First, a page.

Editor's View - February 2017

Attracting Millennials Through Brands
By Wanda Jankowski

Though there are other people in the universe, it seems where business is concerned the conversation inevitably swings back to how to reach the Millennial generation. In this issue, branding is explored in “Unique Visions” as well as in the “Kathy Ireland on Brand Success” column next door. To round out our branding coverage, here are some thoughts on the Millennial mindset from industry experts featured in “Unique Visions.”

Liz Romano, creative director at Belle Maison, comments, “I think Millennials are still drawn to products that are fresh, updated and aspirational. Social media brings interior design to a more accessible level by allowing followers access to home décor solutions previously reserved for a smaller audience. Accessible fashion has influenced the Millennial shopper and they do expect home brands to update their collections more often.”

When it comes to comfort sleep brands, whose best features often require explanation, Eric Linn, vice-president of marketing, Soft-Tex Manufacturing Co., states, “Millennials are generally very inquisitive and are interested in the technologies behind the product. However, they are primarily visual buyers and learners, so your product packaging and online marketing needs to appeal to that mindset.”

Romano also notes an interesting phenomenon indicating that the idea behind the Peter Allen song, “Everything Old Is New Again,”still has some validity. “There are some design motifs and weaving processes that have resurfaced from their grandparents’ generation that the Millennial shopper considers trendy and reto,” Romano says.

Ilana Wilensky, vice-president & partner, Jewel Branding & Licensing, builds on that idea in offering a caution: don’t assume all Millennials think and act like. “‘Millennials’ is definitely the big buzz word of the moment, and while it is important to understand this demographic, it is also short-sighted to assume that this enormous population has all the same tastes and preferences,” she says. “While we do find certain aesthetics may skew more towards Millennials, the range of looks are so diverse. For example, Bouffants & Broken Hearts fashion bedding is bold, vibrant and quirky, which has definitely struck a chord with this demographic. Conversely, we represent the brand, Heirlooomed, which is bedding that has a vintage look and celebrates goods inspired by the past for future generations to enjoy. These are two extremely different brands and aesthetics that appeal to different segments of Millennials.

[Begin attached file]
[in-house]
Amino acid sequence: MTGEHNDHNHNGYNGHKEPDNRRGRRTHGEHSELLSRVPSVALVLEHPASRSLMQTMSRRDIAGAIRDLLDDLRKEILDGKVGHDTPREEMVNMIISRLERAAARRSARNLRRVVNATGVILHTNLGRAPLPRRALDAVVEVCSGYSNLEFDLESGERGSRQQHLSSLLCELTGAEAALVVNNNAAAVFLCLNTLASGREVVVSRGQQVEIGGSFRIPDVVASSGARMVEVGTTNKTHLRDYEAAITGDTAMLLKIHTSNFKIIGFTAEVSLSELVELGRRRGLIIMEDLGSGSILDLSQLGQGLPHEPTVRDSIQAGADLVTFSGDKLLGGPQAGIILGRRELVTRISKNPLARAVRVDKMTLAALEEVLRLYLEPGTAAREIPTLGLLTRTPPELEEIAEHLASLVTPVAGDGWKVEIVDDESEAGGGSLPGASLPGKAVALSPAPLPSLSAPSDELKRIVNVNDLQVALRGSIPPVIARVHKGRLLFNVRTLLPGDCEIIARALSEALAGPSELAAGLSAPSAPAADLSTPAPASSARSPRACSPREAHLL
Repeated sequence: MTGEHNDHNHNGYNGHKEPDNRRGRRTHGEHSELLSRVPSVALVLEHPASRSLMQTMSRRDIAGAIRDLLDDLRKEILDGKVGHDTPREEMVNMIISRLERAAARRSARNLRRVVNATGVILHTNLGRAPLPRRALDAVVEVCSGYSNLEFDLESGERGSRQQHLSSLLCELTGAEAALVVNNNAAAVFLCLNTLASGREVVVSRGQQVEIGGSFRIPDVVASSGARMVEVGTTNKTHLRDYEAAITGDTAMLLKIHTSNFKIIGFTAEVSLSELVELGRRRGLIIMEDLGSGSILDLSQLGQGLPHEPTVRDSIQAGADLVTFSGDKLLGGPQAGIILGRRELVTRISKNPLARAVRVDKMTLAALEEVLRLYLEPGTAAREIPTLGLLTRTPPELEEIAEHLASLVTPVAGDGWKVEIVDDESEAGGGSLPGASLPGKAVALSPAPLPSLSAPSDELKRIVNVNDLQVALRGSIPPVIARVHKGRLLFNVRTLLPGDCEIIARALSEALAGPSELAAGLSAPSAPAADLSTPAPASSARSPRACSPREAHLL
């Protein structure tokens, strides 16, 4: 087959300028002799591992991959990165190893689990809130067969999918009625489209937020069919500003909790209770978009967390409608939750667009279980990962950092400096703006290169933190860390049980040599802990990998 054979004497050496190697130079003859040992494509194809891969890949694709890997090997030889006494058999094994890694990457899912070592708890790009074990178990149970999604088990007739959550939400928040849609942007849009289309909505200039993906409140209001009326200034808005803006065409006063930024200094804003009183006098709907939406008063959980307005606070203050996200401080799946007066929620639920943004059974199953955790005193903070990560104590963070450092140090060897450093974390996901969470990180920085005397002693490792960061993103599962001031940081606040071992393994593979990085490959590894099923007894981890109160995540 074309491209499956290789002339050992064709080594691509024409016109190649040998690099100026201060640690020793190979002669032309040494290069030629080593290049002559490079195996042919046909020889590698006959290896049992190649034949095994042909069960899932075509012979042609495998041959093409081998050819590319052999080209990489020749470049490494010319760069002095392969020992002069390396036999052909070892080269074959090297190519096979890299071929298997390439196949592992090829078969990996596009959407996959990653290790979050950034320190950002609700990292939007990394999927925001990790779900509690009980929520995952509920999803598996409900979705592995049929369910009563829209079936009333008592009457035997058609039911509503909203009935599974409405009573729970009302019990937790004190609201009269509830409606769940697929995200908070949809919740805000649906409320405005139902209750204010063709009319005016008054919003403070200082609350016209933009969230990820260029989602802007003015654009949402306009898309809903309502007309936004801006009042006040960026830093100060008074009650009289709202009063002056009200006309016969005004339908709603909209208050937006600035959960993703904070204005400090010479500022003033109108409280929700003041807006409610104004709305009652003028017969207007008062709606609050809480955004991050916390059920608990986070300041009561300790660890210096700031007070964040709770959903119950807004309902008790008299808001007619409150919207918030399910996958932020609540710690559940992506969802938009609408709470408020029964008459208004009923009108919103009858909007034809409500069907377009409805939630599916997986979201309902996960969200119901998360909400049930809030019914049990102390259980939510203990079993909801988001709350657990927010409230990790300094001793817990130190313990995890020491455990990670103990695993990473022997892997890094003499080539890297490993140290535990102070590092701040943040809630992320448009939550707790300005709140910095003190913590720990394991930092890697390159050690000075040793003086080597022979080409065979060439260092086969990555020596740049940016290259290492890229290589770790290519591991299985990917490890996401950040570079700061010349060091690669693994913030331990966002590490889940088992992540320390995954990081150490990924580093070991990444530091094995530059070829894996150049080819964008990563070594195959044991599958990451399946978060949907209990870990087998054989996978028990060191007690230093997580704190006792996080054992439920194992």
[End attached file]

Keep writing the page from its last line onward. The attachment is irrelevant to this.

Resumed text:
“I think what’s more universal about the Millennial generation is how they obtain information and how they prefer to shop. They never knew a time without the internet, social media, e-commerce, smartphones, etc., and these are the platforms that drive their tastes and purchase behaviors,” Wilensky concludes.

Designer Nikki Chu, for example, created videos for a social media campaign called “Designer Bedding Makeover” in which she partnered with celebrities and influencers to make over their bedrooms incorporating Nikki Chu Home products. The social media series garnered millions of consumer impressions and directed viewers to where her products are sold.

A brave new world, indeed!


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